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9. “I’m sorry, I made a mistake.”

Mother and teenage daughter having an arguument

Parents are human too, and we all make mistakes from time to time. When you mess up, don’t try to sweep it under the rug or rationalize your behavior. Own up to your error and apologize sincerely to your child. Show them that it’s okay to be imperfect, and that taking responsibility for your actions is a sign of strength and maturity. They’ll learn that mistakes are opportunities for growth and healing.

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10. “I’m listening, go on.”

In our fast-paced world, it’s easy to get distracted or rush through conversations with our kids, but active listening is a powerful tool for building trust and connection. When your child is sharing something with you, give them your full attention and resist the urge to interject or offer advice right away. Use nonverbal cues like eye contact and nodding to show that you’re engaged and interested. They’ll feel heard and valued, and be more likely to open up to you in the future.

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11. “Thank you for helping out.”

It’s easy to take our kids’ contributions for granted, especially when it comes to household chores or family responsibilities. But expressing gratitude for their efforts can go a long way in building their sense of purpose and self-worth. When your child lends a helping hand, whether it’s setting the table or walking the dog, make sure to acknowledge and appreciate their hard work. They’ll feel valued and motivated to keep contributing to the family.

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12. “I trust you to make good decisions.”

As kids grow older, they need opportunities to exercise their autonomy and make choices for themselves. While it’s important to set boundaries and provide guidance, it’s also crucial to give them room to navigate some decisions on their own. Let your child know that you have faith in their judgment and ability to make responsible choices. They’ll gain confidence in their own decision-making skills and feel more invested in the outcomes.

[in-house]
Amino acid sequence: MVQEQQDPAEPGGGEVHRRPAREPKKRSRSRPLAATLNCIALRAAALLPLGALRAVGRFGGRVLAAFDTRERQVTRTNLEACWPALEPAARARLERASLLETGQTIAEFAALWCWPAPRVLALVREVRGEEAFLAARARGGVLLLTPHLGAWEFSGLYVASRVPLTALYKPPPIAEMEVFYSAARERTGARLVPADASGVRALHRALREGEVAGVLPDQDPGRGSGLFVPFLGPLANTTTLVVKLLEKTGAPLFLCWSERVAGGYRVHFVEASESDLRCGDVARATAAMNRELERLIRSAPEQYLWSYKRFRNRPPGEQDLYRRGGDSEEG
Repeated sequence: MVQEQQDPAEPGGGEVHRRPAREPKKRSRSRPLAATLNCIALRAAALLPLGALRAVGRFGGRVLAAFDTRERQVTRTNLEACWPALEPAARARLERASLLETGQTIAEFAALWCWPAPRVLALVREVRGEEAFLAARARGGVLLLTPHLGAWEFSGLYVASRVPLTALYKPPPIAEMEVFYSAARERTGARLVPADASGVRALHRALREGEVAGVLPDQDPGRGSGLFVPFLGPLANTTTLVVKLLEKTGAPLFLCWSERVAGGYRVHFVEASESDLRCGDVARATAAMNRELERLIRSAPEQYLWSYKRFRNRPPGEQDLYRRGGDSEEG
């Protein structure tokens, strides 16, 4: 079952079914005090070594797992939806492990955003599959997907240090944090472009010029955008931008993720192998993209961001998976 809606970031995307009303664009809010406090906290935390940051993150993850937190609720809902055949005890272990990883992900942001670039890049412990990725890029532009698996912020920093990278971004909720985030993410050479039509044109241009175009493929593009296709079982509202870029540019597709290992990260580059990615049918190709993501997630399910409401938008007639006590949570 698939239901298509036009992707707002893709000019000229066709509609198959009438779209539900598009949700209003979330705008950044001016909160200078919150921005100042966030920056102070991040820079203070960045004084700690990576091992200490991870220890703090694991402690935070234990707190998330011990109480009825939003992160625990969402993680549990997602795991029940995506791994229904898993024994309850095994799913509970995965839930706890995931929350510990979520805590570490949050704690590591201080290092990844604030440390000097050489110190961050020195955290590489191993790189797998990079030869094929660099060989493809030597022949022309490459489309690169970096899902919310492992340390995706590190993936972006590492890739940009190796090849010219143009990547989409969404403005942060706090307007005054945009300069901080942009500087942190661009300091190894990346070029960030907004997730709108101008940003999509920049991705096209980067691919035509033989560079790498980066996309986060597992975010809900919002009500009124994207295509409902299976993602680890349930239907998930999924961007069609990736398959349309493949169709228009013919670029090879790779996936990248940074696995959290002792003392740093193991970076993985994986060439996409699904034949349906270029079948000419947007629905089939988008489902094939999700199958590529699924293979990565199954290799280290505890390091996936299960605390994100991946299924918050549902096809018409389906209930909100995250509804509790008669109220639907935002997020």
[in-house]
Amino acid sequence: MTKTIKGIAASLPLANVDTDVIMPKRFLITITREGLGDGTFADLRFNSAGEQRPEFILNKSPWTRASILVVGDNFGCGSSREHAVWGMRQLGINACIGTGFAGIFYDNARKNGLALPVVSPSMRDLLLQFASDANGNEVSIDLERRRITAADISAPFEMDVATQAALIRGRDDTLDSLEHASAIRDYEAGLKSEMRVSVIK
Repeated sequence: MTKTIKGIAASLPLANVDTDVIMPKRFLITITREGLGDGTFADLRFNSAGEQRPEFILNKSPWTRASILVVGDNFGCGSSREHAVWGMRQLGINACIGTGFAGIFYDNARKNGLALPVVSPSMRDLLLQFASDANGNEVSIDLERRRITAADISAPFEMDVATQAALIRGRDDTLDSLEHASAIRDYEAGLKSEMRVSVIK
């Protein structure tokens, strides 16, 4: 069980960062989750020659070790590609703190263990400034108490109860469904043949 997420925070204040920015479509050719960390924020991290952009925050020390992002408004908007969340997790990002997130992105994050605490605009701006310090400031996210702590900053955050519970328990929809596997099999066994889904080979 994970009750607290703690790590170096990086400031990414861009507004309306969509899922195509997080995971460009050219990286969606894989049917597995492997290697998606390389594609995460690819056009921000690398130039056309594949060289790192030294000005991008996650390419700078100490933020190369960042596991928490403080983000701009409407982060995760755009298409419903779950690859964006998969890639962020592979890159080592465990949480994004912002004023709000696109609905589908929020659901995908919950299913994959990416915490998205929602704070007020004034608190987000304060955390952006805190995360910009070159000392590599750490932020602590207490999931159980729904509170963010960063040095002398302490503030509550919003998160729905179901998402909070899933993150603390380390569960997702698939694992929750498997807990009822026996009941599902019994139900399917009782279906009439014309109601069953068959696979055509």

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13. “What do you need from me right now?”

woman being comforted by her mother

Sometimes, kids don’t need advice or solutions — they just need a listening ear or a shoulder to cry on. When your child is struggling, resist the urge to jump in with your own agenda or expectations. Instead, ask them what kind of support they need from you in that moment. Maybe they need a hug, or some space to process their feelings, or help brainstorming solutions. Follow their lead and let them know you’re there to support them in whatever way they need.

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14. “I love you, even when I’m upset with you.”

woman kissing mother's head reading book

Discipline and disagreements are inevitable parts of parenting, but they can sometimes leave kids feeling like they’ve lost their parents’ love or approval. Make sure your child knows that your love for them is unconditional and unwavering, even when you’re frustrated or disappointed with their behavior. Separate the action from the person, and remind them that they are always worthy of love and respect, no matter what.

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15. “Let’s focus on what you can control.”

Life is full of challenges and setbacks that are beyond our control, and it’s easy for kids to feel helpless or overwhelmed in the face of adversity. Help your child focus on the things they can control, like their own thoughts, feelings, and actions. Encourage them to identify small, manageable steps they can take to move forward, and celebrate their progress along the way. They’ll learn to be proactive and resilient in the face of life’s curveballs.

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16. “I’m proud of the person you are.”

At the end of the day, our kids need to know that we see and value them for who they are, not just what they do. Make sure to express your love and pride in your child’s character, integrity, and unique qualities. Celebrate their kindness, creativity, curiosity, and empathy, and let them know that these traits are just as important as their grades or achievements. They’ll learn to value themselves as whole, multifaceted individuals, and to strive for personal growth and fulfillment.

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Phoebe Mertens is a writer, speaker, and strategist who has helped dozens of female-founded and led companies reach success in areas such a finance, tech, science, and fashion. Her keen eye for detail and her innovative approach to modern womanhood makes her one of the most sought-out in her industry, and there's nothing she loves more than to see these companies shine.

With an MBA from NYU's Stern School of Business and features in Forbes and Fast Company she Phoebe has proven she knows her stuff. While she doesn't use social media, she does have a private Instagram just to look at pictures of cats.